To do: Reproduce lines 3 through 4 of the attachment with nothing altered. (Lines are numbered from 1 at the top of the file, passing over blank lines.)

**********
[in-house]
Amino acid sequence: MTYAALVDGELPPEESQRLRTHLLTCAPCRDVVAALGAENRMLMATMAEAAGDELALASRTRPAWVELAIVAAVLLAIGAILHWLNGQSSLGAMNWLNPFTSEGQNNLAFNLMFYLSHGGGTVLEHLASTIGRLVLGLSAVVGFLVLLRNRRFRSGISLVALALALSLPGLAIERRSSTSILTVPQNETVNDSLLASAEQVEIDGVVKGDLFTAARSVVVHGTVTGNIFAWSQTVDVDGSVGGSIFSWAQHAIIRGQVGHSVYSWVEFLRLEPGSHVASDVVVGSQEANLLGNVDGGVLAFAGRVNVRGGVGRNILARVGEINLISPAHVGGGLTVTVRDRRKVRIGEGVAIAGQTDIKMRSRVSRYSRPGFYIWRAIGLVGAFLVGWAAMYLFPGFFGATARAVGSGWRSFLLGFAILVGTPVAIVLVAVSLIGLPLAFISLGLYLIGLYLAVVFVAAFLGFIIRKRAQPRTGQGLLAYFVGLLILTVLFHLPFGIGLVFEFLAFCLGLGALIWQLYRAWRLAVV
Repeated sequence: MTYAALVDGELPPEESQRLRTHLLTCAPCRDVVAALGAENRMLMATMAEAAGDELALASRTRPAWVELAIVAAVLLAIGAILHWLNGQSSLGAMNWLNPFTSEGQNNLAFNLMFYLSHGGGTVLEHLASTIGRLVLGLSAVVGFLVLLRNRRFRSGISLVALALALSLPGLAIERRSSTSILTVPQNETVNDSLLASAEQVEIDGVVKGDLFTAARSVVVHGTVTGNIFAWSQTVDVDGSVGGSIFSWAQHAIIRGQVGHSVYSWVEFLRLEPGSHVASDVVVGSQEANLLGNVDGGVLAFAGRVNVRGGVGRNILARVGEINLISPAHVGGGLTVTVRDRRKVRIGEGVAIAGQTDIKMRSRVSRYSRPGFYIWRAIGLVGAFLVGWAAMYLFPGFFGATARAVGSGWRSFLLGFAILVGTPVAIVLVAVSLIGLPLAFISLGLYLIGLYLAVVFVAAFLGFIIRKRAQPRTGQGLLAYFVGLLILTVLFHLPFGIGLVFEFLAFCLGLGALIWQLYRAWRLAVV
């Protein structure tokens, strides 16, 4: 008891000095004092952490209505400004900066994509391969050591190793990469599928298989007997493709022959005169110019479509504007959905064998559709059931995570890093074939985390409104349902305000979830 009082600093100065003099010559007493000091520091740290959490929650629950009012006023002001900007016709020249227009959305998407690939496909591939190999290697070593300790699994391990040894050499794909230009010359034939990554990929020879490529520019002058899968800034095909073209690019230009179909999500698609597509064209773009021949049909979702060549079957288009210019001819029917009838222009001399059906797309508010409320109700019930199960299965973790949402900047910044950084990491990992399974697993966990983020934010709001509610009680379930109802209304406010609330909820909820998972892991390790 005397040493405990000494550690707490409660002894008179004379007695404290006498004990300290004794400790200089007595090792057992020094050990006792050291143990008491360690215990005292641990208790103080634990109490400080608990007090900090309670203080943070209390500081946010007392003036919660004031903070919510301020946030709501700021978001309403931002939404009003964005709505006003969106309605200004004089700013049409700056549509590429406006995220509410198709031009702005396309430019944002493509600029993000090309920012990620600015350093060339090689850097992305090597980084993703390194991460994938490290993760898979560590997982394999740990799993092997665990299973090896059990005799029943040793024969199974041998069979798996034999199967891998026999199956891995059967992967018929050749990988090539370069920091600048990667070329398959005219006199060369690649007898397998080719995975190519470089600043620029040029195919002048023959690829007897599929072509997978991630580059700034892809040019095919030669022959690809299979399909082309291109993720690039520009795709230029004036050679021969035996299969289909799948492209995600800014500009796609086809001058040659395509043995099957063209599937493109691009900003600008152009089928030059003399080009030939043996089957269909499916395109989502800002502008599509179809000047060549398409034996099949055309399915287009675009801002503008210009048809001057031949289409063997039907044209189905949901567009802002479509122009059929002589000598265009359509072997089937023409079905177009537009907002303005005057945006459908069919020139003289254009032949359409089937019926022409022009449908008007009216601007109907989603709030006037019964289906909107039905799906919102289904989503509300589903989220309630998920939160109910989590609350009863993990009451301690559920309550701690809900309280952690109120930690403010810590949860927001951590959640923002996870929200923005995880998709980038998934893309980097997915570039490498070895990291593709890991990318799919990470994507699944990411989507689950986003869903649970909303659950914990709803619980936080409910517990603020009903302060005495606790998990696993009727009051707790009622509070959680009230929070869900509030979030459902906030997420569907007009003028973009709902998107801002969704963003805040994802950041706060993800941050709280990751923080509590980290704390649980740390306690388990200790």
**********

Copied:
Repeated sequence: MTYAALVDGELPPEESQRLRTHLLTCAPCRDVVAALGAENRMLMATMAEAAGDELALASRTRPAWVELAIVAAVLLAIGAILHWLNGQSSLGAMNWLNPFTSEGQNNLAFNLMFYLSHGGGTVLEHLASTIGRLVLGLSAVVGFLVLLRNRRFRSGISLVALALALSLPGLAIERRSSTSILTVPQNETVNDSLLASAEQVEIDGVVKGDLFTAARSVVVHGTVTGNIFAWSQTVDVDGSVGGSIFSWAQHAIIRGQVGHSVYSWVEFLRLEPGSHVASDVVVGSQEANLLGNVDGGVLAFAGRVNVRGGVGRNILARVGEINLISPAHVGGGLTVTVRDRRKVRIGEGVAIAGQTDIKMRSRVSRYSRPGFYIWRAIGLVGAFLVGWAAMYLFPGFFGATARAVGSGWRSFLLGFAILVGTPVAIVLVAVSLIGLPLAFISLGLYLIGLYLAVVFVAAFLGFIIRKRAQPRTGQGLLAYFVGLLILTVLFHLPFGIGLVFEFLAFCLGLGALIWQLYRAWRLAVV
């Protein structure tokens, strides 16, 4: 008891000095004092952490209505400004900066994509391969050591190793990469599928298989007997493709022959005169110019479509504007959905064998559709059931995570890093074939985390409104349902305000979830 009082600093100065003099010559007493000091520091740290959490929650629950009012006023002001900007016709020249227009959305998407690939496909591939190999290697070593300790699994391990040894050499794909230009010359034939990554990929020879490529520019002058899968800034095909073209690019230009179909999500698609597509064209773009021949049909979702060549079957288009210019001819029917009838222009001399059906797309508010409320109700019930199960299965973790949402900047910044950084990491990992399974697993966990983020934010709001509610009680379930109802209304406010609330909820909820998972892991390790 005397040493405990000494550690707490409660002894008179004379007695404290006498004990300290004794400790200089007595090792057992020094050990006792050291143990008491360690215990005292641990208790103080634990109490400080608990007090900090309670203080943070209390500081946010007392003036919660004031903070919510301020946030709501700021978001309403931002939404009003964005709505006003969106309605200004004089700013049409700056549509590429406006995220509410198709031009702005396309430019944002493509600029993000090309920012990620600015350093060339090689850097992305090597980084993703390194991460994938490290993760898979560590997982394999740990799993092997665990299973090896059990005799029943040793024969199974041998069979798996034999199967891998026999199956891995059967992967018929050749990988090539370069920091600048990667070329398959005219006199060369690649007898397998080719995975190519470089600043620029040029195919002048023959690829007897599929072509997978991630580059700034892809040019095919030669022959690809299979399909082309291109993720690039520009795709230029004036050679021969035996299969289909799948492209995600800014500009796609086809001058040659395509043995099957063209599937493109691009900003600008152009089928030059003399080009030939043996089957269909499916395109989502800002502008599509179809000047060549398409034996099949055309399915287009675009801002503008210009048809001057031949289409063997039907044209189905949901567009802002479509122009059929002589000598265009359509072997089937023409079905177009537009907002303005005057945006459908069919020139003289254009032949359409089937019926022409022009449908008007009216601007109907989603709030006037019964289906909107039905799906919102289904989503509300589903989220309630998920939160109910989590609350009863993990009451301690559920309550701690809900309280952690109120930690403010810590949860927001951590959640923002996870929200923005995880998709980038998934893309980097997915570039490498070895990291593709890991990318799919990470994507699944990411989507689950986003869903649970909303659950914990709803619980936080409910517990603020009903302060005495606790998990696993009727009051707790009622509070959680009230929070869900509030979030459902906030997420569907007009003028973009709902998107801002969704963003805040994802950041706060993800941050709280990751923080509590980290704390649980740390306690388990200790």